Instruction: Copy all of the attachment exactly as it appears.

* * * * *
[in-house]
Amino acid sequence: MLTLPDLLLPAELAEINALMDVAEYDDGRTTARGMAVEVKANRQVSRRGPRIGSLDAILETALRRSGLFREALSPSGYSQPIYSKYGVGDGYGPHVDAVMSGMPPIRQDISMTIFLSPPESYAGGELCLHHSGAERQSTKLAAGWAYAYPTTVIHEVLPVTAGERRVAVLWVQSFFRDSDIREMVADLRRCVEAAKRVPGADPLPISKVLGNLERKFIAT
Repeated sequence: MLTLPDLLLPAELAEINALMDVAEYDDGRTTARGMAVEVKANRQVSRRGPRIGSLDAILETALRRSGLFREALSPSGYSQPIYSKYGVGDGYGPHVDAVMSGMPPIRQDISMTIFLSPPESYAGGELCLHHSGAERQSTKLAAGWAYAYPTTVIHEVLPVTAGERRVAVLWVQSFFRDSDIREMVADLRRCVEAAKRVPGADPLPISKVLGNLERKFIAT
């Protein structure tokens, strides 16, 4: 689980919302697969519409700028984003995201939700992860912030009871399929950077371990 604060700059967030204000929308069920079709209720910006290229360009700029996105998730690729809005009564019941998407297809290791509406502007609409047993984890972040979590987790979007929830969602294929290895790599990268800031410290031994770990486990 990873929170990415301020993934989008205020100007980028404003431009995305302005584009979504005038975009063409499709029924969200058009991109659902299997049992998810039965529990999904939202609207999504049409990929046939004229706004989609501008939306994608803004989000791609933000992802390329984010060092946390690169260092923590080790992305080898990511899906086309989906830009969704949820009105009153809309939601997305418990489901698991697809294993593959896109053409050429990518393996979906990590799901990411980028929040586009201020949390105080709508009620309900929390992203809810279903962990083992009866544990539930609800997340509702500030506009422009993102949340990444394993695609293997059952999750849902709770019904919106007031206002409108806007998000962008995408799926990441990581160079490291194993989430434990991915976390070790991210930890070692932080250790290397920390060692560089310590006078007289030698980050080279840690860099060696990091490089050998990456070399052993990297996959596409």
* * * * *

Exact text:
[in-house]
Amino acid sequence: MLTLPDLLLPAELAEINALMDVAEYDDGRTTARGMAVEVKANRQVSRRGPRIGSLDAILETALRRSGLFREALSPSGYSQPIYSKYGVGDGYGPHVDAVMSGMPPIRQDISMTIFLSPPESYAGGELCLHHSGAERQSTKLAAGWAYAYPTTVIHEVLPVTAGERRVAVLWVQSFFRDSDIREMVADLRRCVEAAKRVPGADPLPISKVLGNLERKFIAT
Repeated sequence: MLTLPDLLLPAELAEINALMDVAEYDDGRTTARGMAVEVKANRQVSRRGPRIGSLDAILETALRRSGLFREALSPSGYSQPIYSKYGVGDGYGPHVDAVMSGMPPIRQDISMTIFLSPPESYAGGELCLHHSGAERQSTKLAAGWAYAYPTTVIHEVLPVTAGERRVAVLWVQSFFRDSDIREMVADLRRCVEAAKRVPGADPLPISKVLGNLERKFIAT
């Protein structure tokens, strides 16, 4: 689980919302697969519409700028984003995201939700992860912030009871399929950077371990 604060700059967030204000929308069920079709209720910006290229360009700029996105998730690729809005009564019941998407297809290791509406502007609409047993984890972040979590987790979007929830969602294929290895790599990268800031410290031994770990486990 990873929170990415301020993934989008205020100007980028404003431009995305302005584009979504005038975009063409499709029924969200058009991109659902299997049992998810039965529990999904939202609207999504049409990929046939004229706004989609501008939306994608803004989000791609933000992802390329984010060092946390690169260092923590080790992305080898990511899906086309989906830009969704949820009105009153809309939601997305418990489901698991697809294993593959896109053409050429990518393996979906990590799901990411980028929040586009201020949390105080709508009620309900929390992203809810279903962990083992009866544990539930609800997340509702500030506009422009993102949340990444394993695609293997059952999750849902709770019904919106007031206002409108806007998000962008995408799926990441990581160079490291194993989430434990991915976390070790991210930890070692932080250790290397920390060692560089310590006078007289030698980050080279840690860099060696990091490089050998990456070399052993990297996959596409």